In a medieval cookbook in a special-collections library, near-future London, jaded food and drink authority Nick Kippax finds an alluring stain next to a recipe for the mythical crandolin. He tastes it, ravishing the page. Then he disappears... So begins an 'adwentour' that quantum-leapfrogs from Central Asia in the Middle Ages to Russia under Gorbachev, from the secrets of confectionery to the agonies of making a truly great moustache, from maidens in towers to tiffs between cosmic forces. Food, music, science, fruitloopery, superstition, railways, bladder-pipes and birth-marked Soviet statesmen; all are present in an extraordinary novel that is truly 'for the adwentoursomme'.
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Anna Tambour has worked as an industrial designer, graphic designer, scent developer, cook, and as a grower of fruits too daunting for most purported gourmets. Of no fixed nationality, she currently lives in the Australian bush with a large family of other species, including brayers, medlars, quinces, and a man. Her stories have appeared in an anarchy of places, including infinity plus,The HMS Beagle: BioMedNet Magazine, Scary Food: A Compendium of Gastronomic Atrocity, the Society for Chaos Theory in Psychology & Life Sciences, Strange Horizons, Rudy Rucker's Flurb; and numerous anthologies including The Del Rey Book of Science Fiction and Fantasy, Paper Cities, and Bloody Fabulous.Review:
"At heart Crandolin is a rich confectionery, a tapestry woven out of dreams and nightmares, an Arabian Nights tale for the twenty first century with Tambour as Scheherazade, lulling us with her mellifuous voice and artistry. I loved it, and didn't want it to end."
- Peter Tennant, Black Static
"...with the appearance of her new novel, Crandolin, [Anna Tambour] will surely register Richter-powerful on the delighted synapses of all patrons of weird, funny fabulism. The lively and bold Chômu Press, which touts its catalogue as offering 'new vistas of irreality,' deserves much credit for presenting this out-of-the-ordinary, highly accomplished foray into the Weird...But what's really central to Tambour's tale is the romance of food."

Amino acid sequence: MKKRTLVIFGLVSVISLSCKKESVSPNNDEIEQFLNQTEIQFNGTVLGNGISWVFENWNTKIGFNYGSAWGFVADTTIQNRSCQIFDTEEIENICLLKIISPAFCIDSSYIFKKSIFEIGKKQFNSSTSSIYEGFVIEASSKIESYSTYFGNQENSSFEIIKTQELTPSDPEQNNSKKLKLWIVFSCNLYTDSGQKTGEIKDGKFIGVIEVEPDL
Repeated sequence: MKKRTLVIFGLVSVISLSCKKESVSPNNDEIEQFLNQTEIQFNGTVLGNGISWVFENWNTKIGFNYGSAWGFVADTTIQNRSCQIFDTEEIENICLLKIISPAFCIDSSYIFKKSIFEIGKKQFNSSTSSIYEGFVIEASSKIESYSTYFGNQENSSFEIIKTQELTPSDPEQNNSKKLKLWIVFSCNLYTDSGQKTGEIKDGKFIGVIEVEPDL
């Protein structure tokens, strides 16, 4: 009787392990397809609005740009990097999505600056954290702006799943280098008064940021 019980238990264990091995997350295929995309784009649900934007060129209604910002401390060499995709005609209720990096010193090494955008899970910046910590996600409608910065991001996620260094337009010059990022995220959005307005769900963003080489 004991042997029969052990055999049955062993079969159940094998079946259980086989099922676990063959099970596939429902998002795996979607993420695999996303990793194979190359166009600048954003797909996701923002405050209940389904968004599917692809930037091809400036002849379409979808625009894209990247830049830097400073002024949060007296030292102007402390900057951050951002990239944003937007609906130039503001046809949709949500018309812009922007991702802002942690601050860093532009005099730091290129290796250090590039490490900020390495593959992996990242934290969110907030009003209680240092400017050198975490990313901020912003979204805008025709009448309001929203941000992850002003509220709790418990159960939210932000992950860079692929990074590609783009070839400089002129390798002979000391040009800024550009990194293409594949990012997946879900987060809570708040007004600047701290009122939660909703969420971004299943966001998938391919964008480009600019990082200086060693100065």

- Paul Di Filippo, Locus Online
"Funny and compelling, strangely wise about its worlds ... It can seem like a fun ride or a maze, yet Crandolin is never just a joke. When Tambour finally invokes one storyteller's sense of 'fear and joy,' it's genuine; we can share in the feeling, at the end of a long, strange trip."
- Faren Miller, Locus
"I don't think that you can really review an Anna Tambour book, you can merely sort of hang on for the ride and hope that your literary senses are still intact when you're done ... Yup, CRANDOLIN is essentially a cookery book. A cookery book of cosmic proportions ... CRANDOLIN is fabulation at its most exciting ... Anna Tambour is a rogue punk-prophetess whose writings not only stray from the beaten path; some of them are so far out there that you can hear the distant drums of strange story-tribes being awakened by her prose." - I. O'Reilly, British Fantasy Society Reviews
Locus Notable New UK Book, November 2012, a Locus 2012 Recommended Reading List selection
"A fairy tale Dostoevsky would have liked... It's like it was written by a demented chef." -- David Kowalski
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